The primary way a private operator purports to save state or federal government money is by purchasing an existing facility and leasing it to the government. It then implements its own personnel and policies, promising to provide the same level of care for a lesser amount per capita than that which the government previously paid. In return, governments get the assurance that inmate constitutional rights are being protected and, in many instances, get a guarantee of the number of inmates a facility will house at any given time.[16] However, in order to provide the same care at a decreased cost, facilities need to cut expenses or raise revenue to make up the difference. GEO and CoreCivic often pocket the multimillion-dollar government contracts, reduce the inmate standard of care to save costs, and return the profits back to investors. In this way, the success of any given prison is contingent upon minimum possible expenditures on the population and staff and maximum number of inmates in order to fulfill the quota provided to the state and federal decisionmakers. This is a set of incentives that rewards overcrowding, which private prisons were created to mitigate, and nearly necessitates subpar living conditions, which was not the purpose of privatization contracts. CoreCivic is the largest owner and operator of private prison facilities in the United States. It was the first company to secure a government contract in modern history and continues to dominate the sector.

CoreCivic also gets a large number of investments from hedge funds, mutual funds, and other money management strategies. In 2015, Vanguard controlled $447 million, or 14%, of CoreCivic stock.[17] In fact, average people without conscious knowledge thereof, through retirement and other mutual funds accounts, help fund GEO, CoreCivic, and others.[18] For example, in 2019 many educators part of the American Federation of Teachers (AFT) learned that their retirement accounts were investing in GEO and CoreCivic either “directly or through an index,” which led to a wave of activism that led to their divestment as well as the divestment of other similarly situated retirement funds.[19] However, CoreCivic and GEO owe 51% and 53% of their profits, respectively, to federal government contracts, such that some taxpayers doubly fund these endeavors.[20]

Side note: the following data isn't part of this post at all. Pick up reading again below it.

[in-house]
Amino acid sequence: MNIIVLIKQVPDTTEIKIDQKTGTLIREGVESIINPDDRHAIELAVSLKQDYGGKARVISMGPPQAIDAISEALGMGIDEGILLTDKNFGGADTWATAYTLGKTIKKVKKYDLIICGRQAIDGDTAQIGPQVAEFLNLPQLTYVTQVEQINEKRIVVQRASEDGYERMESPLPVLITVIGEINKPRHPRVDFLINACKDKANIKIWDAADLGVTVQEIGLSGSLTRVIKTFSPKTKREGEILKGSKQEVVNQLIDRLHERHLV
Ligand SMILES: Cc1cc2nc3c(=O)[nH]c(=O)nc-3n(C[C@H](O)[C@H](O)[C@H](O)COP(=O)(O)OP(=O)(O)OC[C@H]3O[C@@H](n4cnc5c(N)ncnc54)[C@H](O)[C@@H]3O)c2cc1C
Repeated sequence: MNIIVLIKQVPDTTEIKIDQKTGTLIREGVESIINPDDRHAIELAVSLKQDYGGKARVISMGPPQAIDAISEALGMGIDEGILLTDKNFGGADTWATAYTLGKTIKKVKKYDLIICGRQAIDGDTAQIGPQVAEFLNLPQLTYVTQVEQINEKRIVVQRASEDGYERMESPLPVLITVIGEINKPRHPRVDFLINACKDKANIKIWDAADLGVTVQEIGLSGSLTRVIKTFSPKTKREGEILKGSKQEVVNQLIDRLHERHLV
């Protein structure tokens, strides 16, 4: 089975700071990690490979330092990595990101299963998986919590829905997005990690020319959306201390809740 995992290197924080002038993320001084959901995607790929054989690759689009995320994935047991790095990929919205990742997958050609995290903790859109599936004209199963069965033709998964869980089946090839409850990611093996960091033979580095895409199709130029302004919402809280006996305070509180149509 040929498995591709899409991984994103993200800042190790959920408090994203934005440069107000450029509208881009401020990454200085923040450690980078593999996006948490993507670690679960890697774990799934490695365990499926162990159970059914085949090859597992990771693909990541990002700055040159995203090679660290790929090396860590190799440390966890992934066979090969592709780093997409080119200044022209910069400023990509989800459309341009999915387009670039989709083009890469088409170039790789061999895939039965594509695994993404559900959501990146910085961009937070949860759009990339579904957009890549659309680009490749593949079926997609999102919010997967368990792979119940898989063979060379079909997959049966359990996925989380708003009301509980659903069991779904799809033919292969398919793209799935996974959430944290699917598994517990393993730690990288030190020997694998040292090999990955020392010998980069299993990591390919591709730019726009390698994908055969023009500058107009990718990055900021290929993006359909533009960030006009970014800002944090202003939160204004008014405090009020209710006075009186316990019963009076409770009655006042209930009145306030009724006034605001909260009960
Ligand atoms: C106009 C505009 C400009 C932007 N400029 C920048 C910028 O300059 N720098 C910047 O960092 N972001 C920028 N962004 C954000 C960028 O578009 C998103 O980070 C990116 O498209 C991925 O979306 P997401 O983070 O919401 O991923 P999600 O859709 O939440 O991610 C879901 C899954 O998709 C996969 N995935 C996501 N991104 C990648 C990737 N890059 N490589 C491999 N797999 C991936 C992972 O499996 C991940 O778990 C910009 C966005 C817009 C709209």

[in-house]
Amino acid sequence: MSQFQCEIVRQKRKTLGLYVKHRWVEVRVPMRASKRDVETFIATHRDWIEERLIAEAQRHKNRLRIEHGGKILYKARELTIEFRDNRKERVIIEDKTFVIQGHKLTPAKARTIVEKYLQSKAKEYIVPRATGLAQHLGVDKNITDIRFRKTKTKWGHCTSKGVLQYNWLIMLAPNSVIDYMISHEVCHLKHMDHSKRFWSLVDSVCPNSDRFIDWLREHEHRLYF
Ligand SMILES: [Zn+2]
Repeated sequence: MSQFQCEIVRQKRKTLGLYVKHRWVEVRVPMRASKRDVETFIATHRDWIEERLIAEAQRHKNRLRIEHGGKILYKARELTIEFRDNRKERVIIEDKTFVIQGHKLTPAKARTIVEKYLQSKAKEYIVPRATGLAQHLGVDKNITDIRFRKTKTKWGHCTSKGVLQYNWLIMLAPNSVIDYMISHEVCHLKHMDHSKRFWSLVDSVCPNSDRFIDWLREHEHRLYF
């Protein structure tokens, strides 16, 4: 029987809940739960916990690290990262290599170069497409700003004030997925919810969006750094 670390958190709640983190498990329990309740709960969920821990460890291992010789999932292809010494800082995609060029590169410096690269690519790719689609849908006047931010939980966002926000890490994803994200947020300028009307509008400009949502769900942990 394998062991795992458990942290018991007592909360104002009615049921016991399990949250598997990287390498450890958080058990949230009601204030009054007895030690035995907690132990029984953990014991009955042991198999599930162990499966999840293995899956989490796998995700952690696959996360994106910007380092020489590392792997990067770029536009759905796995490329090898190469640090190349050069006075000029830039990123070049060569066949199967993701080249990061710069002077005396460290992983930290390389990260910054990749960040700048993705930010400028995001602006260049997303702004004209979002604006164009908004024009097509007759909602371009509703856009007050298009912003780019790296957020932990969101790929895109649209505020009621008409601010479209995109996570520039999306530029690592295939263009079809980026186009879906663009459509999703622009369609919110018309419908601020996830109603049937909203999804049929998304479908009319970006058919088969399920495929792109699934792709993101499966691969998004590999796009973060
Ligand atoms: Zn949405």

In January 2021, President Biden signed an executive order[21] announcing that no Bureau of Prisons contracts would be renewed, but also that privately run jails that house pretrial populations would also be closed.[22] This potentially had a large impact since many BOP contracts were and are set to expire within Biden’s first term.[23] Biden’s order was based on findings that incarceration is at an alarming level, particularly impacting people of color, and “reduc[ing] profit-based incentives to incarcerate” is critical in reforming the criminal justice system.[24] Moreover, Pres. Biden found that private facilities “consistently underperform” in comparison to resources and services provided by government facilities.[25] In the hours after his Order, stock prices fell to a new low of $2.14 a share for CoreCivic and $2.09 for GEO.[26]

However, the market impact of changing the legal landscape is not limited to the stock market. Many major banks have pulled funding from CoreCivic and GEO. JP Morgan and Wells Fargo, two of the largest underwriters of CoreCivic’s ventures, recently announced plans to cease relations with the companies citing public disfavor with their business model.[27] CoreCivic had to pull out of a bid for a prison after multiple banks lost trust in the deal since CoreCivic failed to garner enough investors. [28] Financiers dropped out of the deal “less than three weeks” after it was announced to the public after it was revealed that CoreCivic intentionally misrepresented its ability to provide high quality services for less.[29] This type of financial loss is really troubling for a REIT, since 90% of profits must be returned to investors. Losing hundreds of millions of dollars-worth of contracts is not only direct income loss for the operator and therefore dividends for investors, but it also diminishes the amount of potential capital gains from future operation of that facility.

In response, CoreCivic recently announced its plans to revert back from a publicly traded company to a privately held entity, thereby insulating it from some of the volatility of the market.[30] Further research indicates that in response to volatile market conditions and declining favorably public perception, CoreCivic, GEO, and other private providers underwent several key strategic changes, namely (a) subverting the spirit of the executive order of no contracts with BOP by following the letter, (b) changing nomenclature and diversifying its investments, and (c) shifting from a public back to a privately held company.